Putting in the Work
By: Dalton Rushing
I’ve had plenty of struggles in my own life, just like everybody else. But perhaps my biggest struggle is getting over myself. While I’m usually a pretty big fan of myself, if I am honest, I seem to alternate between periods of self-loathing (thinking I am not good enough) and periods of self-importance (thinking nobody else is). There is no medium. I’m either awful or I’m perfect, depending on the time of day.
Does this happen to you? Do you somehow feel completely inadequate and also completely perfect? I think you call this particular condition “being human,” and it is the strangest feeling. When I feel these two urges at the same time, I know that I am focusing too much on myself, for I am obsessing over my own faults and my own strengths. The cure for this kind of lunacy is to get outside of myself, to go help somebody, to spend time in prayer listening to God rather than my usual mode, which involves telling God what it is that I need God to do for me.
It is difficult isn’t it? This business of getting outside yourself is one of the hardest things in life. I was reading recently in Mike Slaughter’s book, Momentum for Life, in which he says that in our “instant satisfaction culture, we want the CliffsNotes version of God: happiness, success, and fulfilling relationships. We want ‘easy’ and ‘now,’ and we try to make God work that way, too.”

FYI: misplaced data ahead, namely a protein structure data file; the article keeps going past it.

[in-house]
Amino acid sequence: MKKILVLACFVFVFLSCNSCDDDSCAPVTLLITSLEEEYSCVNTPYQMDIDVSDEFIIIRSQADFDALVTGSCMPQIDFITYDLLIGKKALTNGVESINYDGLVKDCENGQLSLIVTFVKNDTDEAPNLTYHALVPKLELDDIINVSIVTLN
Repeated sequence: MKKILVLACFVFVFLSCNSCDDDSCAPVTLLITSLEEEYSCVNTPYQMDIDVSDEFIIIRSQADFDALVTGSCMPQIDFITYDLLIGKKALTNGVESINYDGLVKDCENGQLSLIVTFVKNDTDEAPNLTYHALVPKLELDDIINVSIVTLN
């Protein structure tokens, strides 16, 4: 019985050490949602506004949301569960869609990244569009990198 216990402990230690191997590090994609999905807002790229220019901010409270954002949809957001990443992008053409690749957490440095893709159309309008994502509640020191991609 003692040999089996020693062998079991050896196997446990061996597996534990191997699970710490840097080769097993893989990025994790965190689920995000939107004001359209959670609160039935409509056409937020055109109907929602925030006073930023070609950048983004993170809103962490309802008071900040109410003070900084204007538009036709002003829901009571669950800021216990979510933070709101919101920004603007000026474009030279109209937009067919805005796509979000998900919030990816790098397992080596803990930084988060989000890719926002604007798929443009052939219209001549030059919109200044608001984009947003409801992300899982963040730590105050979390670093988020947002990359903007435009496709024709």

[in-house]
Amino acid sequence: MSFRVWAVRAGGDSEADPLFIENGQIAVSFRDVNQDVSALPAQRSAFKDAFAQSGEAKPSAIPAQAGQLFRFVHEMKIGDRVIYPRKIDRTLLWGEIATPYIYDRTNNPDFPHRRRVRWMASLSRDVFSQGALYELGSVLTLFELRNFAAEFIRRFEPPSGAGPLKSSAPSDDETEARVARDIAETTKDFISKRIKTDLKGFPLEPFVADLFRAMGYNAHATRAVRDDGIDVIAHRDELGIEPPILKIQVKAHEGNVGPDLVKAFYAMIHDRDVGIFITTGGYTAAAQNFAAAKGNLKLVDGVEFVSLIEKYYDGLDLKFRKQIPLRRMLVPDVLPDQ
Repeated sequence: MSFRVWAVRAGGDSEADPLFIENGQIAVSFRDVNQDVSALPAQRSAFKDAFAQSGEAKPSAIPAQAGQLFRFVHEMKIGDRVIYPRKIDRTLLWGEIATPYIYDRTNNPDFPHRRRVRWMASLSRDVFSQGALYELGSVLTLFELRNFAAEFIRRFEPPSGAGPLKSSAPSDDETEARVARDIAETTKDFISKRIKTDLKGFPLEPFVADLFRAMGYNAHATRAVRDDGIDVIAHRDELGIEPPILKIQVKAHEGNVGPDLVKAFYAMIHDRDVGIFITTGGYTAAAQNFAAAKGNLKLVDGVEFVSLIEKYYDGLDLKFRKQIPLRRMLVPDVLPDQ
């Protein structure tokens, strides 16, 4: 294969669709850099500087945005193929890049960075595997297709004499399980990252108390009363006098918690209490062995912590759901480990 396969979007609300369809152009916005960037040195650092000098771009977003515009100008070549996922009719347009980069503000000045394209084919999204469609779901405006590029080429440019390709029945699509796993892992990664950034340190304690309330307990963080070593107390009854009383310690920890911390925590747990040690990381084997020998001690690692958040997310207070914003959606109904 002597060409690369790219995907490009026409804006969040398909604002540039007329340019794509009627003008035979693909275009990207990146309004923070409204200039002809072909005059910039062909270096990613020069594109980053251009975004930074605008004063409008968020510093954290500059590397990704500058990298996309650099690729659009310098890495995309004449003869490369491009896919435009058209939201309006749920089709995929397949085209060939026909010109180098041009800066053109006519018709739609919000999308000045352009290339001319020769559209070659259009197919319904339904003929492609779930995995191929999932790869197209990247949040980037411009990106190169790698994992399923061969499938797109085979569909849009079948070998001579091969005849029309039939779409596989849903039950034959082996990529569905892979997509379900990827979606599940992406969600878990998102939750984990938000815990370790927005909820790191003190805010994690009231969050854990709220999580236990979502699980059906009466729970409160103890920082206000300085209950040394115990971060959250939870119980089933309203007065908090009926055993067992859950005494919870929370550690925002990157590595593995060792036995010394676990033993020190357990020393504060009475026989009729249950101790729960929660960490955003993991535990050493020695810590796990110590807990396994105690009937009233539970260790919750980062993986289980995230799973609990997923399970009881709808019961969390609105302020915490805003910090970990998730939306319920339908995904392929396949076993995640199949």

The problem with this kind of CliffsNotes version of God is that a) it does not do justice to the wideness of God’s mercy, and b) it is less about God than it is about me. Like Veruca Salt in the film Willy Wonka and the Chocolate Factory, I “don’t care how: I want it now.” I want to be happy, I want to successful, I want my life and my ministry to make me a fulfilled person.
There is only one thing missing from these desires: me! I want all these things, and I want God to provide them for me, but I don’t want to put in the work to make them happen. I get upset if I pray for something, and it doesn’t happen! But God is not a genie. There is no rule that if you rub the lamp (pray) you will receive your wishes. You must work in order to be fulfilled.
This is one of the central truths of following Jesus: you must put in the work, but you must not assume you are working for yourself. God will work in partnership with you. This is a pretty hefty responsibility, since it means that not only do you have something to say about your own fulfillment, but you also have something to do about the problems of the world. Mike Slaughter also says in his book that you are the only bank account that God has, after all.
There is much to be done! Let’s get busy!
Question: How are you being called to work in partnership with God?
See more devotions from Dalton, and our other Young Adult writers, or find our how you can become a writer yourself at our By Young Adults for Young Adults devotion page.